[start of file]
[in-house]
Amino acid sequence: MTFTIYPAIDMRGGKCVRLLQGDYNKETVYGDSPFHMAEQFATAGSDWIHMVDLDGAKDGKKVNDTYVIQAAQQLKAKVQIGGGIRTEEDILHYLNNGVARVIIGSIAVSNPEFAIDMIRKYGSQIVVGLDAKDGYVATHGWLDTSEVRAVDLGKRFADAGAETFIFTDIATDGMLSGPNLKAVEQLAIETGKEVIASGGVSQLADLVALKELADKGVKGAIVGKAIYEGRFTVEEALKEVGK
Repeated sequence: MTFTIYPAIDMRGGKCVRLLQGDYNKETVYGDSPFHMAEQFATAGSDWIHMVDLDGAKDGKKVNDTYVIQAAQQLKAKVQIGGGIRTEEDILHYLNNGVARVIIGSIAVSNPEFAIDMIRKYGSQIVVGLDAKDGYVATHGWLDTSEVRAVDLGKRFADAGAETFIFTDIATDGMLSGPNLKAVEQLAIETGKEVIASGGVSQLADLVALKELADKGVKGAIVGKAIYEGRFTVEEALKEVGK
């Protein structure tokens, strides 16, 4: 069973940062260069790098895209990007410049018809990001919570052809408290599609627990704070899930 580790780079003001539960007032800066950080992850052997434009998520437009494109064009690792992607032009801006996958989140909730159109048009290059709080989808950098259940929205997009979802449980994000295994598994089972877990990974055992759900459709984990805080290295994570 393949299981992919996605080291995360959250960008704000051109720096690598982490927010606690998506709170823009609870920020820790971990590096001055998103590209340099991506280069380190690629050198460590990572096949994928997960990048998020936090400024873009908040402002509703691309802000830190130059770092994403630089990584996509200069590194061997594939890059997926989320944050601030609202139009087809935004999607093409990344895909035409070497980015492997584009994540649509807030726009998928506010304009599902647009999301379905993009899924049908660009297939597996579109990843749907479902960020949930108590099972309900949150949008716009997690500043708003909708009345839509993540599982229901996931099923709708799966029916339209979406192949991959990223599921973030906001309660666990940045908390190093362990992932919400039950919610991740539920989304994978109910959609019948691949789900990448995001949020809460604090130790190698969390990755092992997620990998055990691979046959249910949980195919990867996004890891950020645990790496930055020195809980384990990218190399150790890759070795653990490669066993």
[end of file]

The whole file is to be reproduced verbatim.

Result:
[in-house]
Amino acid sequence: MTFTIYPAIDMRGGKCVRLLQGDYNKETVYGDSPFHMAEQFATAGSDWIHMVDLDGAKDGKKVNDTYVIQAAQQLKAKVQIGGGIRTEEDILHYLNNGVARVIIGSIAVSNPEFAIDMIRKYGSQIVVGLDAKDGYVATHGWLDTSEVRAVDLGKRFADAGAETFIFTDIATDGMLSGPNLKAVEQLAIETGKEVIASGGVSQLADLVALKELADKGVKGAIVGKAIYEGRFTVEEALKEVGK
Repeated sequence: MTFTIYPAIDMRGGKCVRLLQGDYNKETVYGDSPFHMAEQFATAGSDWIHMVDLDGAKDGKKVNDTYVIQAAQQLKAKVQIGGGIRTEEDILHYLNNGVARVIIGSIAVSNPEFAIDMIRKYGSQIVVGLDAKDGYVATHGWLDTSEVRAVDLGKRFADAGAETFIFTDIATDGMLSGPNLKAVEQLAIETGKEVIASGGVSQLADLVALKELADKGVKGAIVGKAIYEGRFTVEEALKEVGK
């Protein structure tokens, strides 16, 4: 069973940062260069790098895209990007410049018809990001919570052809408290599609627990704070899930 580790780079003001539960007032800066950080992850052997434009998520437009494109064009690792992607032009801006996958989140909730159109048009290059709080989808950098259940929205997009979802449980994000295994598994089972877990990974055992759900459709984990805080290295994570 393949299981992919996605080291995360959250960008704000051109720096690598982490927010606690998506709170823009609870920020820790971990590096001055998103590209340099991506280069380190690629050198460590990572096949994928997960990048998020936090400024873009908040402002509703691309802000830190130059770092994403630089990584996509200069590194061997594939890059997926989320944050601030609202139009087809935004999607093409990344895909035409070497980015492997584009994540649509807030726009998928506010304009599902647009999301379905993009899924049908660009297939597996579109990843749907479902960020949930108590099972309900949150949008716009997690500043708003909708009345839509993540599982229901996931099923709708799966029916339209979406192949991959990223599921973030906001309660666990940045908390190093362990992932919400039950919610991740539920989304994978109910959609019948691949789900990448995001949020809460604090130790190698969390990755092992997620990998055990691979046959249910949980195919990867996004890891950020645990790496930055020195809980384990990218190399150790890759070795653990490669066993």